Early in March of 1906, the Rev. Robert E. Roe became Rector of St. James, and the new Mission continued to grow under his ministry until the latter part of November 1908. During the summer of 1906 a boy’s choir was formed and continued to be an important feature of the church for many years.
In February 1907, plans for the building of a Parish room, to be equipped and used as a gymnasium for the young people of the church as well as a meeting place for the guild, were announced. Ground was broken late in March and the building progressed rapidly to its completion about June 1st of that year. A guild tea was the first event held in the new room, with a number of ladies from St. Paul’s in Troy in attendance. This was the first gymnasium and basketball court in Canton and was a very popular place with the young people. Its equipment was largely made possible through the generosity of Mr. and Mrs. L. M. Marble.
A new Communion Service was presented to St. James by an unknown woman of the Diocese and was used Sunday, December 29, 1907 for the first time.
The passing of Clyde Burt on March 12, 1908 marked the first death in the ranks of St. James choir boys. Clyde was one of the ten original members of the choir, and in his memory Mrs. F. W. Hull presented the church with two Candelabra. There were ten boys in the first choir, so there were ten candles in the Candelabra.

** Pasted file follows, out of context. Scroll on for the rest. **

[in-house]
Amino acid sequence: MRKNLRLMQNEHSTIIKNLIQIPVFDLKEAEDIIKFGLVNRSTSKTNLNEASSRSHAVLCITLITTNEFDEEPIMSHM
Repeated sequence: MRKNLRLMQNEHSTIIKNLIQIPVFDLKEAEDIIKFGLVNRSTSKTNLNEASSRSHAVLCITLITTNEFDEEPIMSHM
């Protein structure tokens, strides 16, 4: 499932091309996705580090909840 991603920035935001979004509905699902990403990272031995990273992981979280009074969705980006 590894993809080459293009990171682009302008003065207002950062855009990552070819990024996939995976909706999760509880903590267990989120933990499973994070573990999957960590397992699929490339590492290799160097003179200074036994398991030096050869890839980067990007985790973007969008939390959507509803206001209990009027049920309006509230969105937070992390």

Greatly to everyone’s regret, announcement was made of Mr. Roe’s appointment as Rector of St. John’s Parish, Ketchikan, Alaska, and he left for that post late in November 1908. From that time until the arrival of the Rev. Royal K. Tucker on January 1, 1909, St. James enjoyed the unique experience of having a Persian Rector, the Rev. S. B, Eshoo, who was completing his religious training in the United States preparatory to returning to Persia as a missionary.
The church grew and prospered under Mr. Tucker until early in September 1911, when he moved to Red Lodge, Montana, and the church was without a rector until the arrival of the Rev. John Clark Dean early in November 1911. The joint meeting of the St. James and St. Paul’s vestries at which Mr. Dean was elected was the first recognition given the St. James vestry by men of St. Paul’s.
Early in 1912 St. James acquired a pipe organ no longer needed by St. Paul’s, and through the generosity of Mr. L. M. Marble this was installed in our chapel. Some time later Mr. Marble had the organ equipped with an electric motor and otherwise renovated.
Mr. Dean watched over the spiritual welfare of the parish until June 1913, at which time he was appointed to the rectorship of St. Mark’s Dunmore and St. George’s, Olyphant. Two years later all were shocked to learn of his death by asphyxiation at his home in Dunmore.